Ocean Beach Elementary Is the Heart of a Changing Community

by on December 11, 2018 · 0 comments

in Ocean Beach

OB Rag Talks to Principal Marco Drapeau

By Brett Warnke

Grades are good.  Fundraising numbers are impressive.  And OB Elementary is filled with smiling children, many brandishing ukuleles.  But as San Diego’s rents soar, how might OBE change, too?

Ocean Beach Elementary is one of those schools you wished you’d attended.  It’s one of the cliches of the community that we are filled with yogis, hippies and surfers.  While (mildly) true, it is also true that OBE is one of California’s Distinguished Schools and has had 3 years of consecutive gains on its SBAC testing.  Beside its grounds is a flourishing school garden. On the crest behind it are the broadly windowed Point Loma homes. And in front of its bright ceramic tiles, is the deep blue horizon of the Pacific Ocean.

What does OBE look like?

With ideal operating numbers around 410-420 students OBE’s student population numbers have been dropping:  470 students attended the school six years ago. There are 410 today. The staff has remained steady at 17-19 teachers.

“I’m starting to feel a change,” Principal Marco Drapeau said.

“I’ve been here six years. But now I’m having the same conversation, dozens of times with parents who say to me,  ‘We love the school. We love the teachers. But we can’t afford the neighborhood anymore.’”

As coastal rents steadily rise, parents are forced to weigh a cost-benefit analysis:  Should I continue to pay increasing rent for small conditions?  Or should I leave the culture of OB but get more for equal or less money each month?

Friday mornings at OBE: free coffee for parenrs from the Playgrounds Coffee cart. This tradition was started by a family looking to connect other OBE families with one another. Such a great community building event.

With the statewide failure of rent control, eager vacation rental companies successfully chipping away at OB’s population each year, low public attendance at planning board meetings, and little organized renter opposition to maintaining the fine balance of the fragile coastal community, the future of OB as it current community exists is uncertain.  But whomever are the winners and losers of the future shifts, rising rents will have and are having effects.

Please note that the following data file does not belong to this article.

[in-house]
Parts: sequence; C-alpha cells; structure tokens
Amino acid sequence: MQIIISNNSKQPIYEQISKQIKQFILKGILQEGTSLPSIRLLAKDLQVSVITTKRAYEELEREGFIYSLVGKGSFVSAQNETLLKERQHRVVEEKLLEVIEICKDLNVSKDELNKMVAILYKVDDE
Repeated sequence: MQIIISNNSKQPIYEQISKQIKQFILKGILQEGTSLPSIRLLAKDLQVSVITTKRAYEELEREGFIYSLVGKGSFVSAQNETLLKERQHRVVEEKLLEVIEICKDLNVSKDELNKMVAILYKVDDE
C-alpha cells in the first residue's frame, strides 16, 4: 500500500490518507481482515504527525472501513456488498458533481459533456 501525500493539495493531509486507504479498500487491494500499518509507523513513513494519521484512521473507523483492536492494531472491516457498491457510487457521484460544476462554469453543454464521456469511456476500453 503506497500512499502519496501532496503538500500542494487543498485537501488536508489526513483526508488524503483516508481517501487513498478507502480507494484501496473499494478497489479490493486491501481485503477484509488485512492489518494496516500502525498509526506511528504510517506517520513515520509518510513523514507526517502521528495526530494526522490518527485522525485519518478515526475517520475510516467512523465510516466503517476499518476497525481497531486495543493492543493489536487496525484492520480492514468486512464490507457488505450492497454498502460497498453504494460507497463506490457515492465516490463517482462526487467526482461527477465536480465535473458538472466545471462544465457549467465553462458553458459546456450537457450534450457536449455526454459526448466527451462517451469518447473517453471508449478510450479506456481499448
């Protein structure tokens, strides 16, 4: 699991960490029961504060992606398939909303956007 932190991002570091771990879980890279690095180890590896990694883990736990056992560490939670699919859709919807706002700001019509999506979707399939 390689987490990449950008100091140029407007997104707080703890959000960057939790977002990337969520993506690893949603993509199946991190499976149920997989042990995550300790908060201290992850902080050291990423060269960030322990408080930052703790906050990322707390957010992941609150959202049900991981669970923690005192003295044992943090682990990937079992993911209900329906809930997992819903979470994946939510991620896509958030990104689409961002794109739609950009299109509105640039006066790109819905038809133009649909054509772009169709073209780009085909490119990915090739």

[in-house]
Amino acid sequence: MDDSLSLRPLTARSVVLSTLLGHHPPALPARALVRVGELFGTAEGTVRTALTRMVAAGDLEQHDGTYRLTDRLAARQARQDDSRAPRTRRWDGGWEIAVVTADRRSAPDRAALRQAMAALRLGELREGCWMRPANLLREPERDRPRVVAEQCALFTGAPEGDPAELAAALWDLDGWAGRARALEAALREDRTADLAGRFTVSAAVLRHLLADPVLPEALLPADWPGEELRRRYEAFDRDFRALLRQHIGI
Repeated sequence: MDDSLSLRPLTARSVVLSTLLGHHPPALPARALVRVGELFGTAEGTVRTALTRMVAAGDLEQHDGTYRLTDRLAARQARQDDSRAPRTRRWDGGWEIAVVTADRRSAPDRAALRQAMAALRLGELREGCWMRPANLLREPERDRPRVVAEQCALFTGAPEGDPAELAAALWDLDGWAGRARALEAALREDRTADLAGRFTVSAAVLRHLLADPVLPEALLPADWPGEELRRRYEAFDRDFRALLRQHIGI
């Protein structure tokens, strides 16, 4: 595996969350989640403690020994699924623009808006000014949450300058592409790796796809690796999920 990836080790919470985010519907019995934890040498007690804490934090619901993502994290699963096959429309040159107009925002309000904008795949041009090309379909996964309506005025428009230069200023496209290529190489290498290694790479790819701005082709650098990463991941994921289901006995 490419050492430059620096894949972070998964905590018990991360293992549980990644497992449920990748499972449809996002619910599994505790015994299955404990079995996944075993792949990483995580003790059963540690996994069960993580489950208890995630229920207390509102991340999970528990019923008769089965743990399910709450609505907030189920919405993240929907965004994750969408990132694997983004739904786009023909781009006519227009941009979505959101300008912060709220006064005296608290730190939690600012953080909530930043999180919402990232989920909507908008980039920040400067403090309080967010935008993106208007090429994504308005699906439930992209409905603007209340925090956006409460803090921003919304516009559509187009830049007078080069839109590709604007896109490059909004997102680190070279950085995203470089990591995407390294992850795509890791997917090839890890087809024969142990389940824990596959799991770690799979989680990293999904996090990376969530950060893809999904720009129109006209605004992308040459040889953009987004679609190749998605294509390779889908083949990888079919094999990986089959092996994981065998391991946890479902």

A public school like OBE has three main locations of money:  Title 1 funds, Local Control Funding formula, and the site’s discretionary fund.  Schools have some choices over their Title I funds, which they receive based on student need, each student being (for better or worse) worth a certain number of dollars.  As the income of student families rises, Title 1 money drops. This past year, OBE has $7,000 fewer dollars because of family demographic changes.

Some of the great art work done by OBE 4th graders. Thanks to their partners SD Arts for Learning for providing art instruction for the school.

What’s going well at OBE?

At the level of academics, the school’s site team is improving using SBAC and other data to effectively tailor assessments and assignments to fit student needs.  Rather than being tedious or redundant, teachers can see their class’s strengths and target weaknesses and adapt common core instruction to fit student needs. Wellness, mindfulness, STEAM, and nutritional programs collaborating with Lead the Way and Lego offer students mind and body strategies and prepare them for a future likely filled with even more rapid changes.

On the bright side, the school still has a grant for free breakfast and lunch for each student, each day.  Fundraisers like the Jog-a-thon, organized in house by tireless local volunteers, have raised funds for the school’s state-recognized, school-wide art program.  Art grants match funds up to $18,000 for these programs. And a music program at the early grade levels is growing each year. And OBE is an Exemplary Arts in Education school, according to the California Department of Education in addition to being in the first year of a five-year rollout of a STEAM curriculum.

OBE at the La Jolla Playhouse to hear actors read through a new play. The full production will make a stop at OBE this spring. This is the fourth year they’ve participated.

What does OBE need?

“We need help building up our collection of books in our library,” Principal Drapeau said.  “We have begun to add more titles this year thanks to the support of the community and PTA. Donations can be made to Anne Gurnee at the school.”

The school also wants local patrons to attend the Fall Festival, Science Night, and Spring Carnival.

OBE is now proudly offering filtered drinking water! The new Flowater machine will allow students to stay hydrated and reduce the number of plastic bottles in our landfills.

How might changes in OB change OBE?

The mixed student population in OBE, as in the parts of the country where it still exists, is an extremely fragile phenomenon.  A walk through La Jolla’s or San Ysidiro’s public schools will show you the socio-economic stratification occurring in much of San Diego County.

OBE’s demographics range from parent professionals, bass guitar rockers, and even some homeless families, to students with disabilities and early surfers.  Pricing out a class of people would have ramifications on the student body, as well as the future outlook of the young people who attend.

“It’s crucial that kids, at an early age, meet every type of family,” Principal Drapeau said.

“Kids need to play at a family’s estate in Point Loma as well as a concrete courtyard at an apartment complex.  Kids need to see people with different beliefs and form relationships and understanding.

With the changes we’re seeing in society–we don’t know what is coming even six months down the road — we need to prepare these kids for differences, toleration, and to teach them what to do when they don’t know what to do.”

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